“Legendary Treasures: Theo Olof, Volume 1”
Johann Sebastian Bach: Violin Sonata n° 1 in G minor, BWV 1001 – Violin Partita n° 1 in B minor, BWV 1002 – Violin Sonata n° 2 in A minor, BWV 1003 – Violin Partita n° 2 in D minor, BWV 1004 – Violin Sonata n° 3 in C major, BWV 1005 – Violin Partita n° 3 in E major, BWV 1006
Theo Olof (violin)
Recording: Unknown venue (c.1974) – 131’37
Doremi DHR-8065/6 – Booklet in English (Distributed by Naxos of America)
Theo Olof recorded Bach’s Sonatas and Partitas for Solo Violin right around the time of his appointment as concertmaster of Amsterdam’s Concertgebouw Orchestra. Not having heard Olof play in a solo or chamber setting before, I was somewhat apprehensive coming to these recordings (reissued by Doremi) for the first time, as not all excellent orchestral musicians possess the personality one generally looks for in chamber music. Yet my worries were wholly put to rest from the beginning of the opening “Adagio” of the Sonata n° 1 in G minor. In high notes especially, Olof can certainly produce the glowing radiance of tone one would expect from a leader of the Concertgebouw, but his approach to Bach is by no means smoothed-over or mechanical. (While multiple-stops are generally quite clean, he does dig into them at times to thrilling effect, as in the first two movements of the G minor Sonata.) Indeed, much of the time he eschews carefully even tone-production in favor of a sense of expressive variety and nuance in which each note “speaks” as it similarly does in each phrase. In this respect Olof reminds me of the great Adolf Busch. I have for some time regretted that Busch died without leaving a complete solo Bach cycle; only a D minor Partita and a C major Sonata survive along with a G minor Sonata drawn from two separate radio broadcasts. Olof’s approach to this music reminds me more of Busch’s than any other I have encountered. What is more, Olof’s technical security is more consistent than that of Busch, and Busch never enjoyed the high-fidelity analogue sound in which Olof’s Bach was captured. An additional trait Olof shares with Busch is a big, rich tone that is certainly penetrating if not always smooth or brilliant. This strikes me as an asset in this repertoire. As accomplished and sensitive as, for instance, Itzhak Perlman and Oscar Shumsky are in the Sei Solo, the overall effect can be just a little too glossy and upholstered for this elegant yet basically austere music. It seems to respond best to either an almost featherweight lightness, such as one hears from Arthur Grumiaux and some of today’s “historically informed” stylists, or (perhaps ideally) just a touch of grit.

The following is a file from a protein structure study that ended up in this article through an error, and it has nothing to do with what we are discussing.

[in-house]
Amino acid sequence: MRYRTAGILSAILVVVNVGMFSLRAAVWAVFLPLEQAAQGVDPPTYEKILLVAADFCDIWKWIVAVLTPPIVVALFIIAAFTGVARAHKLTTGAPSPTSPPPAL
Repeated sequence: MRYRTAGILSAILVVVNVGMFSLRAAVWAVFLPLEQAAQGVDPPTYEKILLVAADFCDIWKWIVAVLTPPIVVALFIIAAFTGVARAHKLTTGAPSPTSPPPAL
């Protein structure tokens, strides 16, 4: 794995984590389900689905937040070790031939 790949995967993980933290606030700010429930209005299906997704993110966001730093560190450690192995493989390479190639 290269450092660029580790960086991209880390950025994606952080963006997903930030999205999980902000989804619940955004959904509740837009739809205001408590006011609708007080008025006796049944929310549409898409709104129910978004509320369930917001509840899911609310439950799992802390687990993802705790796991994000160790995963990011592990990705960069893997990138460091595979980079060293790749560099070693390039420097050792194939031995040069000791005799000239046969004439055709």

In light of all this, what is perhaps especially striking about Olof’s approach to Bach is the quiet intensity with which he so often deploys his ample tone. He is not afraid to remain at piano for long stretches at a time, and in these passages, especially, his unusually detailed and sensitive phrasing makes the listener lean in to hear, as it were. In the B minor Partita, arguably the most introverted and elusive piece in the set, this approach allows Olof to hold one’s attention throughout without trying to inject any superficial drama or excitement.
In a similar vein, I was also particularly struck by the unusually moderate tempo taken in the finales to the G minor Sonata and the C major Sonata. In Olof’s hands, these often dazzling movements, instead, take on a nearly elegaic character. Likewise, the “Preludio” to the E major Sonata is slowed down just enough to emerge as something more than a euphonious showpiece. And the famous “Chaconne” from the D minor Partita brings a kind of plain-spoken emotional strength, and a bit of sinew, in place of brilliance.
In short, I was riveted throughout (in case this point wasn’t already obvious.) I struggle to imagine a more subtly communicative approach to Bach’s solo violin music which, for me, constitutes his most cherished achievement. Olof now joins Adolf Busch and the somewhat more polished Hilary Hahn (especially in her recent Decca recording) at the top of my list of interpreters of these wonderful works. I eagerly await the continuation of Doremi’s Olof edition, of which this set is labeled “Volume 1.”